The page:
Where to find device drivers (Feature)
By Jay Dougherty Jan 31, 2009, 1:08 GMT
Washington - Device drivers are the indispensable link between your computer and everything you attach to it. Without them, your digital camera, printer, scanner, iPod, Webcam, video card, or digital video recorder are just useless gadgets. With device drivers, though, you're in business.
Unfortunately, device drivers - which are simply small software programs - are all too easy to lose. They typically come on an installation disc that is delivered with whatever gadget you're trying to use. And when that installation disk disappears, you can be out of luck. So you need a plan for gathering together and storing all the device drivers do you need so that you can use your PC for work or play.
--- Prepare for disaster
If your PC is now up and running properly, with all of your peripherals connected and talking to your computer, say a small thanks to the computer gods. But don't stop there. Instead, imagine what will happen when - not if - your hard drive crashes or you move to a new version of your operating system. You'll need device drivers for each and every gadget that you connect to your personal computer.
So do yourself a huge favour and take the time to gather together all of the disks that came with your PC and each of the peripherals that you consider essential. Among drivers you'll commonly need are motherboard drivers (chipset), sound card drivers, video card drivers, wireless card drivers, scanner, printer, camera, and iPod drivers, network drivers, mouse or other pointing device drivers, as well as any driver for additional add-in cards that you may have.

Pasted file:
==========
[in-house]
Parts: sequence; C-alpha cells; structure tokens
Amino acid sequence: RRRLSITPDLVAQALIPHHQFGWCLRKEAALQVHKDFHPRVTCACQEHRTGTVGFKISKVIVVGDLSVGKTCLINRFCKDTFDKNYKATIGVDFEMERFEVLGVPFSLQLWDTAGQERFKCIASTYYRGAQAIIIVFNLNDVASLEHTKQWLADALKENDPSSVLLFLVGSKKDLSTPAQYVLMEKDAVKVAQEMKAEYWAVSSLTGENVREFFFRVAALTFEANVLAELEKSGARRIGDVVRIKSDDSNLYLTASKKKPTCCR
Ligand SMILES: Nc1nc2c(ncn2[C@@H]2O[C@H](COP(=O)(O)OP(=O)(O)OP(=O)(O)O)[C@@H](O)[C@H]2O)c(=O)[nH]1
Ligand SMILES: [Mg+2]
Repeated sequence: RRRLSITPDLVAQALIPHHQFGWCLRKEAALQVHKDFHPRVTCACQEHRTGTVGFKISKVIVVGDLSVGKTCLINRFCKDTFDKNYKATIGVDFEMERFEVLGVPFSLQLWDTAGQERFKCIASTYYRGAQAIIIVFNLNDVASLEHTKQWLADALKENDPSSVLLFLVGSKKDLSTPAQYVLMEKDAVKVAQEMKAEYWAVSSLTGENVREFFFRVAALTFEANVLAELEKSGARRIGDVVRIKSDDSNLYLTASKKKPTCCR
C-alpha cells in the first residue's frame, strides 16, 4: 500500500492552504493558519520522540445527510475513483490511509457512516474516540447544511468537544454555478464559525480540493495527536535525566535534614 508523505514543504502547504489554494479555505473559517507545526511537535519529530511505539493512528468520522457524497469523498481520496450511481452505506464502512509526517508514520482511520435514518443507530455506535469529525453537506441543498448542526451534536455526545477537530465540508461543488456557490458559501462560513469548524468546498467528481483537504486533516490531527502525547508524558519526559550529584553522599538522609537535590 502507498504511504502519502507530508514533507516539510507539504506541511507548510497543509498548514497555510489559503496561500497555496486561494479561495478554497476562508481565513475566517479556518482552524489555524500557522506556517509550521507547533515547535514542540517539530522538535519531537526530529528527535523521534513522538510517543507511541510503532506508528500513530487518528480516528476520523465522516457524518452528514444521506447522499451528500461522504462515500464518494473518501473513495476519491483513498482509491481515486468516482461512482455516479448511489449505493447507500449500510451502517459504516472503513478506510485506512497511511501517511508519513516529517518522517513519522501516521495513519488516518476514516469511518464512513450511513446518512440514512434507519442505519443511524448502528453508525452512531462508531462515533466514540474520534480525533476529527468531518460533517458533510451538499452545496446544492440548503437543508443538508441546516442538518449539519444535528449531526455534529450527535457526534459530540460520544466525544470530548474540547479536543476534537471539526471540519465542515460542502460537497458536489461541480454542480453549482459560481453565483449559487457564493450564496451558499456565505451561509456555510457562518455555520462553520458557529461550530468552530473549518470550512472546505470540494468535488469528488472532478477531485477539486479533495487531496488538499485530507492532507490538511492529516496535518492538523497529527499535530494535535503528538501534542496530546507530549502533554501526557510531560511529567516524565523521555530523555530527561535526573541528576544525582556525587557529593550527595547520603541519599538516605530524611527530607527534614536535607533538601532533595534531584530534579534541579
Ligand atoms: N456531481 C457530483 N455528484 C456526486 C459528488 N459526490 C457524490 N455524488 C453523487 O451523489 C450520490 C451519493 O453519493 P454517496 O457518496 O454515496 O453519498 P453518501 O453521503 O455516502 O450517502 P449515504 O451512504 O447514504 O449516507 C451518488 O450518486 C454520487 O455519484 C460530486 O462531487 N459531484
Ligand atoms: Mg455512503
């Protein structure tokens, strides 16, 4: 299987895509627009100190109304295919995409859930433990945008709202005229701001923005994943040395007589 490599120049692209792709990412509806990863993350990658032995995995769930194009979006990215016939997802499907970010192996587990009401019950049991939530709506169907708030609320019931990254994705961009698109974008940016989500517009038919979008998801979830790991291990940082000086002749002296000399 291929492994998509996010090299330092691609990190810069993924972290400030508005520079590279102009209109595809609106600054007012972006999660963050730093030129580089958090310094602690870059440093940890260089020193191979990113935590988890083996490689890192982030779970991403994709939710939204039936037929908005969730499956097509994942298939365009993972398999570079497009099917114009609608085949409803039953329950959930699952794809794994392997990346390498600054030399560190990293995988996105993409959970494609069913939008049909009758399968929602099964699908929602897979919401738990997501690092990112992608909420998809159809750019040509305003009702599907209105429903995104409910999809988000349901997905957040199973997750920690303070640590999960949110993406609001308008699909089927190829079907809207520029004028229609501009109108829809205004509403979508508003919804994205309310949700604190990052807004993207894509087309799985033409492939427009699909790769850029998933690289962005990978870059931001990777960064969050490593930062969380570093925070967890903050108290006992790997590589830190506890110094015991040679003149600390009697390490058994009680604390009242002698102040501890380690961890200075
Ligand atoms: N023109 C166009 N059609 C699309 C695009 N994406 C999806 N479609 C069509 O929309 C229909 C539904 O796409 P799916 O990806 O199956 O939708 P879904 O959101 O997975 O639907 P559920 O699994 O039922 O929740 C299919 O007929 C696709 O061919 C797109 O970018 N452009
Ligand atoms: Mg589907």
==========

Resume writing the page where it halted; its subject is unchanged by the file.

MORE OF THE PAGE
If you know that you're likely to lose the original disks that contain the drivers you need, copy those disks - or at least the 'driver' portion of the disks - to a USB or other external hard drive, and keep the external device with your PC. Don't lose it. Include a copy of WinZip or another archiving utility along with the driver files, since you'll often need this to unpack the drivers. Many are delivered as ZIP (archive) files.
--- Driver heaven
If your drivers are in driver heaven - in other words, if you've lost the driver disks that came with your PC or its peripherals - you have two options. You can try to assemble all of the drivers from the Web sites of the manufacturers of your equipment, or you can tap one of a number of third-party sites devoted to supplying drivers of all kinds.
Either method will require that you have a machine that can connect to the Internet, and to do so you'll at least need the driver for your Ethernet port or your wireless card. So it's vital that you collect these drivers right now if you've lost the original driver disks. Otherwise, you could be stuck with a partially functioning computer if you have a system meltdown or you upgrade or switch operating systems.
Checking the Web sites of manufacturers is the best way to get drivers from the Internet. The 'support' area of those Web sites will typically have the latest versions of the drivers you need, and the drivers should be sorted by the operating system you'll be using. It's important to obtain drivers for the proper operating system; don't assume that drivers designed to run under Windows XP will work with the 64-bit versions of either XP or Vista, for example. They probably won't.
Download drivers for each operating system you use or might use in the future. While this is somewhat time-consuming, you'll be glad you have all of the necessary files should you decide to try out that 64-bit version of Vista that you have lying around.